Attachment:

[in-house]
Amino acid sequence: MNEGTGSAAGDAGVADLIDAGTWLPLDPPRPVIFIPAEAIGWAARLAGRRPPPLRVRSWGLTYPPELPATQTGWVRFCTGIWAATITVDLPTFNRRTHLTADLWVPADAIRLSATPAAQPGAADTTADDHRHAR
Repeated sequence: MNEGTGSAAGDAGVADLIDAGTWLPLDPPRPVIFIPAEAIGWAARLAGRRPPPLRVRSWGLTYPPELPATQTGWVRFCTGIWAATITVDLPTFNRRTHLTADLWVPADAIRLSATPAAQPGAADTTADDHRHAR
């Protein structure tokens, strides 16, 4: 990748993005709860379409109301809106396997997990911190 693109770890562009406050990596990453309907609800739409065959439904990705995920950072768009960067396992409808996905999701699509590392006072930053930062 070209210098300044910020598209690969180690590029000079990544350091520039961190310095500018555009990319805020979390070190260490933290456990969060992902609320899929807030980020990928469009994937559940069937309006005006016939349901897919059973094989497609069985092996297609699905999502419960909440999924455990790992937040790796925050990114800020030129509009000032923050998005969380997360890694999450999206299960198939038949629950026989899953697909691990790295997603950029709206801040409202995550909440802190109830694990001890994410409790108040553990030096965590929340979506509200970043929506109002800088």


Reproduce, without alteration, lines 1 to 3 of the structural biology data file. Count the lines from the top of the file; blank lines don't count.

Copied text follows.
[in-house]
Amino acid sequence: MNEGTGSAAGDAGVADLIDAGTWLPLDPPRPVIFIPAEAIGWAARLAGRRPPPLRVRSWGLTYPPELPATQTGWVRFCTGIWAATITVDLPTFNRRTHLTADLWVPADAIRLSATPAAQPGAADTTADDHRHAR
Repeated sequence: MNEGTGSAAGDAGVADLIDAGTWLPLDPPRPVIFIPAEAIGWAARLAGRRPPPLRVRSWGLTYPPELPATQTGWVRFCTGIWAATITVDLPTFNRRTHLTADLWVPADAIRLSATPAAQPGAADTTADDHRHAR